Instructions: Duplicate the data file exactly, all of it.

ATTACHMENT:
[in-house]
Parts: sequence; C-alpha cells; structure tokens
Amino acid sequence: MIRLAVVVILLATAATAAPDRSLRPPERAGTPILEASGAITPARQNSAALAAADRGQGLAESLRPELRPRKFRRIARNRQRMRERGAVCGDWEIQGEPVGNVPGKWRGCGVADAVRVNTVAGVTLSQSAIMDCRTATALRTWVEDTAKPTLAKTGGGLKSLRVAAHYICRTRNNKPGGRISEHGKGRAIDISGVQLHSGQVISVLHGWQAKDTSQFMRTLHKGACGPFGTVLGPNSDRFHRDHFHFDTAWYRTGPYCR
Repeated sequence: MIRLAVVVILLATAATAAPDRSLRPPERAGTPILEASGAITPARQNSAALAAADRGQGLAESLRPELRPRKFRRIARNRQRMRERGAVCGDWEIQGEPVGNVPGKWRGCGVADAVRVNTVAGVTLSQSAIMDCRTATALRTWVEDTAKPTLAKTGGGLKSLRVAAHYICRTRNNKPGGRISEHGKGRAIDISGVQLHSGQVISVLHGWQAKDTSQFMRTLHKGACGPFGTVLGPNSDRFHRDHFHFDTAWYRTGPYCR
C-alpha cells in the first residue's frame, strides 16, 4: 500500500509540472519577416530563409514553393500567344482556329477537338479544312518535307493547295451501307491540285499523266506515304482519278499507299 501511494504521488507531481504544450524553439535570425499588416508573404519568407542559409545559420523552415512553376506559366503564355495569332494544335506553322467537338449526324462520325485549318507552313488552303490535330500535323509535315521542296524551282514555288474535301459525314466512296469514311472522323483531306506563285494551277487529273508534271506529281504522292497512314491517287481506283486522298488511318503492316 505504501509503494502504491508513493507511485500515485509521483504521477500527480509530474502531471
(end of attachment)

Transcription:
[in-house]
Parts: sequence; C-alpha cells; structure tokens
Amino acid sequence: MIRLAVVVILLATAATAAPDRSLRPPERAGTPILEASGAITPARQNSAALAAADRGQGLAESLRPELRPRKFRRIARNRQRMRERGAVCGDWEIQGEPVGNVPGKWRGCGVADAVRVNTVAGVTLSQSAIMDCRTATALRTWVEDTAKPTLAKTGGGLKSLRVAAHYICRTRNNKPGGRISEHGKGRAIDISGVQLHSGQVISVLHGWQAKDTSQFMRTLHKGACGPFGTVLGPNSDRFHRDHFHFDTAWYRTGPYCR
Repeated sequence: MIRLAVVVILLATAATAAPDRSLRPPERAGTPILEASGAITPARQNSAALAAADRGQGLAESLRPELRPRKFRRIARNRQRMRERGAVCGDWEIQGEPVGNVPGKWRGCGVADAVRVNTVAGVTLSQSAIMDCRTATALRTWVEDTAKPTLAKTGGGLKSLRVAAHYICRTRNNKPGGRISEHGKGRAIDISGVQLHSGQVISVLHGWQAKDTSQFMRTLHKGACGPFGTVLGPNSDRFHRDHFHFDTAWYRTGPYCR
C-alpha cells in the first residue's frame, strides 16, 4: 500500500509540472519577416530563409514553393500567344482556329477537338479544312518535307493547295451501307491540285499523266506515304482519278499507299 501511494504521488507531481504544450524553439535570425499588416508573404519568407542559409545559420523552415512553376506559366503564355495569332494544335506553322467537338449526324462520325485549318507552313488552303490535330500535323509535315521542296524551282514555288474535301459525314466512296469514311472522323483531306506563285494551277487529273508534271506529281504522292497512314491517287481506283486522298488511318503492316 505504501509503494502504491508513493507511485500515485509521483504521477500527480509530474502531471